posted by thethirdman on Jan 23, 2007 - 7 comments

Persons of the year

Newsfilter: Bill Gates, Melinda Gates and Paul Hewson named by Time Magazine as their persons of the year in recognition of their efforts against HIV-1, malaria and debt in Africa. "For being shrewd about doing good, for rewiring politics and re-engineering justice, for making mercy smarter and hope strategic and then daring the rest of us to follow, Bill and Melinda Gates and Bono are Time's Persons of the Year." said the mag's editor-in-chief.
posted by docgonzo on Dec 18, 2005 - 123 comments

Malaria vaccine casues permanent brain damage

In the can-anything-else-go-wrong file, US Troops suffer from permanent brain damage after being administered malaria treatment. For as big a logistical challenge a war might be, and technological advances in mass support systems, you'd think the joint-forces would do a better job?
posted by omidius on May 27, 2004 - 11 comments

A dangerous drug...

A dangerous drug... Is it possible that the anti-malaria drug Lariam contributed to the recent series of murders at Fort Bragg? Three of the soldiers involved were on the drug, which has been known to cause aggression, paranoia, hallucinations, and thoughts of suicide. After identifying the potential side-effects, why are we still prescribing this drug to our troops?
posted by greengrl on Aug 20, 2002 - 20 comments

No More Malaria?

No More Malaria? The first step has been taken to making mosquitoes incapable of passing on malaria. But, should we?
posted by Irontom on May 23, 2002 - 22 comments

Three

Three This is the average number of children who are dying from malaria in Africa EVERY MINUTE. Time was when it could be justly claimed that DDT had saved 500 million lives, but then along came Rachel Carson with her mendacious jeremiad, Silent Spring. Her anti DDT campaign was taken up by the murderous EPA and vociferously supported by environmental SIFs, such as Greenpeace and Friends of the Earth. Human life is an irritating side-issue to such fanatics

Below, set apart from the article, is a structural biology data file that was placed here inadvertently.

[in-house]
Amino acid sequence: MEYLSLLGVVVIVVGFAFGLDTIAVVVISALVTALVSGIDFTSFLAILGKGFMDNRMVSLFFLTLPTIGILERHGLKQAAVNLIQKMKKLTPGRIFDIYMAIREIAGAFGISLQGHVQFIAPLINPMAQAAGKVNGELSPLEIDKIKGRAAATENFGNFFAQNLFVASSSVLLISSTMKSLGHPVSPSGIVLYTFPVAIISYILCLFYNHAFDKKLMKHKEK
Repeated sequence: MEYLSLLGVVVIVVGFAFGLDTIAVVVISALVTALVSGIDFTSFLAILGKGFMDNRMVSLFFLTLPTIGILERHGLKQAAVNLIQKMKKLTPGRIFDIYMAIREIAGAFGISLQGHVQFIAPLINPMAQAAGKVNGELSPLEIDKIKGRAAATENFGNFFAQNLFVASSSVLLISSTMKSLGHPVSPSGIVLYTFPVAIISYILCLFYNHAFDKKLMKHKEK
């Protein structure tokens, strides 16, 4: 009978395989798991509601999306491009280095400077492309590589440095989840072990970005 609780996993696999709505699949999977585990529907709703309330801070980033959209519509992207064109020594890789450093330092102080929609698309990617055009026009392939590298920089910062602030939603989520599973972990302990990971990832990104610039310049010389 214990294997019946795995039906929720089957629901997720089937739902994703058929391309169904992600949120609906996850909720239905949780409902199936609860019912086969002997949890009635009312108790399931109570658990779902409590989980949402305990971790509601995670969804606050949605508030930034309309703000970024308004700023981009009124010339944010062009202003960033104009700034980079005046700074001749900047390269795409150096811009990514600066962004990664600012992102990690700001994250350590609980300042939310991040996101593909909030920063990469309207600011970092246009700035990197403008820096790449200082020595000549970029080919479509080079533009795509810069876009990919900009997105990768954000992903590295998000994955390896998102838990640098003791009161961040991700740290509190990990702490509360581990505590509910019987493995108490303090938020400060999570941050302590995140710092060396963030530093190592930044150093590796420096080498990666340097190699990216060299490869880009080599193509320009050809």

posted by john on Nov 2, 2000 - 12 comments

Malaria is one of the planet's deadliest diseases and one of the leading causes of sickness and death in the developing world. According to the World Health Organization there are 300 to 500 million clinical cases of malaria each year resulting in 1.5 to 2.7 million deaths. Malaria is a public health problem today in more than 90 countries, inhabited by a total of some 2 400 million people -- 40% of the world's population. It is also notoriously difficult to combat because of the parasite's ability to easily evade the body's immune system. Nature Update has an article on the possibilities of designing a malarial vaccine which stimulates the immune response and has the potential of protecting people from all strains of the disease.
posted by lagado on Nov 2, 2000 - 0 comments